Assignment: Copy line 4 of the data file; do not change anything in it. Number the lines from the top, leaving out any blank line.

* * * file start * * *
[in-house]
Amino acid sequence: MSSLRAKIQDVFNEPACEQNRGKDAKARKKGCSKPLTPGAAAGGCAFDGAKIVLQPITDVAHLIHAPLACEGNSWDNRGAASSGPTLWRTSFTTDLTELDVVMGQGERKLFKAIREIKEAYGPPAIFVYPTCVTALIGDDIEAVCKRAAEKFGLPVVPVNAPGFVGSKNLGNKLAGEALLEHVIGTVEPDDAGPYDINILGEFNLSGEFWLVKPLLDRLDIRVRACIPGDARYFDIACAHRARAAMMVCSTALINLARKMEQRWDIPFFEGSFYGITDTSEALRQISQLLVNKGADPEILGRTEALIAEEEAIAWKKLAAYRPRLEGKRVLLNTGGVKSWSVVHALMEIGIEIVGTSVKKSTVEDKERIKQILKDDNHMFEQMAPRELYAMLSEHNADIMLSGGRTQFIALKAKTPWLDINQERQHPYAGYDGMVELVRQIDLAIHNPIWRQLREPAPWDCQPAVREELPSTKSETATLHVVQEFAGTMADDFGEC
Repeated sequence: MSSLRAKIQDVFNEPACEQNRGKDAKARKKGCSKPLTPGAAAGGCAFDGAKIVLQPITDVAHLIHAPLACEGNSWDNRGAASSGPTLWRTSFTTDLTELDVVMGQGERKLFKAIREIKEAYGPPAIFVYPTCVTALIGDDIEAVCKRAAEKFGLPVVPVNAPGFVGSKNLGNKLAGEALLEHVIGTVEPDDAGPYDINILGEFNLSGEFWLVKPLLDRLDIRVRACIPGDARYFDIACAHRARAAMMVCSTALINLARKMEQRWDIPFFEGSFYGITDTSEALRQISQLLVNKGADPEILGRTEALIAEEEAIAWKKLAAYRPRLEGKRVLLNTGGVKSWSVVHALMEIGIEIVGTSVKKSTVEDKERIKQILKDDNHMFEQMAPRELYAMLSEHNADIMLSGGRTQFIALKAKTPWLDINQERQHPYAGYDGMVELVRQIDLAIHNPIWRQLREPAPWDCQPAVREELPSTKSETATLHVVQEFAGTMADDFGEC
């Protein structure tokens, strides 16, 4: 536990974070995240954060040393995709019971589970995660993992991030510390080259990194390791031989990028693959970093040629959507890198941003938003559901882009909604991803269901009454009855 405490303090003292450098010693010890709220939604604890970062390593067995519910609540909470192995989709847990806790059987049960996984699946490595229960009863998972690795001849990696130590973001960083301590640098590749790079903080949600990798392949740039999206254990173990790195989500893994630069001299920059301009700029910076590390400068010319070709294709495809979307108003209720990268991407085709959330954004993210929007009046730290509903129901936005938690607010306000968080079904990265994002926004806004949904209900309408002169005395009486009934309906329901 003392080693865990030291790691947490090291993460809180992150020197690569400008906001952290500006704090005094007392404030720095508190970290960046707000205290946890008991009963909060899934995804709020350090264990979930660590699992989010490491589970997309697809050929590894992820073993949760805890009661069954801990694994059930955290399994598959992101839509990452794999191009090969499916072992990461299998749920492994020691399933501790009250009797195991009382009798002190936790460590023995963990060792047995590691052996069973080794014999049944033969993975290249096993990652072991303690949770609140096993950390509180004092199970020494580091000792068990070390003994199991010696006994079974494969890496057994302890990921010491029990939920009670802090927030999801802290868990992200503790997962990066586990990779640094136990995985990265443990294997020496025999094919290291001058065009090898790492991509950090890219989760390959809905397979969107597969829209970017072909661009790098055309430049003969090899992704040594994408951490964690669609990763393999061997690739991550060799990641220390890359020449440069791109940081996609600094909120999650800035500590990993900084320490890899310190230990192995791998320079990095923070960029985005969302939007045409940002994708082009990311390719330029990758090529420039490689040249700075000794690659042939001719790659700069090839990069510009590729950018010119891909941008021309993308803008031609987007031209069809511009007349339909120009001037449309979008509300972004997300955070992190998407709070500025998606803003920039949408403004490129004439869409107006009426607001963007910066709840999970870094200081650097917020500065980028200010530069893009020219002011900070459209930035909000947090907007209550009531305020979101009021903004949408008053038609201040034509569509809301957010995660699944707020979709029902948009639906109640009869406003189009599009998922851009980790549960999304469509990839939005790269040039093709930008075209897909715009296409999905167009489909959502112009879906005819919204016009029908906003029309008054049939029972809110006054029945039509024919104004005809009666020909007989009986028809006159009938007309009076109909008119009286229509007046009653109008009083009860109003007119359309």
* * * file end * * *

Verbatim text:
């Protein structure tokens, strides 16, 4: 536990974070995240954060040393995709019971589970995660993992991030510390080259990194390791031989990028693959970093040629959507890198941003938003559901882009909604991803269901009454009855 405490303090003292450098010693010890709220939604604890970062390593067995519910609540909470192995989709847990806790059987049960996984699946490595229960009863998972690795001849990696130590973001960083301590640098590749790079903080949600990798392949740039999206254990173990790195989500893994630069001299920059301009700029910076590390400068010319070709294709495809979307108003209720990268991407085709959330954004993210929007009046730290509903129901936005938690607010306000968080079904990265994002926004806004949904209900309408002169005395009486009934309906329901 003392080693865990030291790691947490090291993460809180992150020197690569400008906001952290500006704090005094007392404030720095508190970290960046707000205290946890008991009963909060899934995804709020350090264990979930660590699992989010490491589970997309697809050929590894992820073993949760805890009661069954801990694994059930955290399994598959992101839509990452794999191009090969499916072992990461299998749920492994020691399933501790009250009797195991009382009798002190936790460590023995963990060792047995590691052996069973080794014999049944033969993975290249096993990652072991303690949770609140096993950390509180004092199970020494580091000792068990070390003994199991010696006994079974494969890496057994302890990921010491029990939920009670802090927030999801802290868990992200503790997962990066586990990779640094136990995985990265443990294997020496025999094919290291001058065009090898790492991509950090890219989760390959809905397979969107597969829209970017072909661009790098055309430049003969090899992704040594994408951490964690669609990763393999061997690739991550060799990641220390890359020449440069791109940081996609600094909120999650800035500590990993900084320490890899310190230990192995791998320079990095923070960029985005969302939007045409940002994708082009990311390719330029990758090529420039490689040249700075000794690659042939001719790659700069090839990069510009590729950018010119891909941008021309993308803008031609987007031209069809511009007349339909120009001037449309979008509300972004997300955070992190998407709070500025998606803003920039949408403004490129004439869409107006009426607001963007910066709840999970870094200081650097917020500065980028200010530069893009020219002011900070459209930035909000947090907007209550009531305020979101009021903004949408008053038609201040034509569509809301957010995660699944707020979709029902948009639906109640009869406003189009599009998922851009980790549960999304469509990839939005790269040039093709930008075209897909715009296409999905167009489909959502112009879906005819919204016009029908906003029309008054049939029972809110006054029945039509024919104004005809009666020909007989009986028809006159009938007309009076109909008119009286229509007046009653109008009083009860109003007119359309």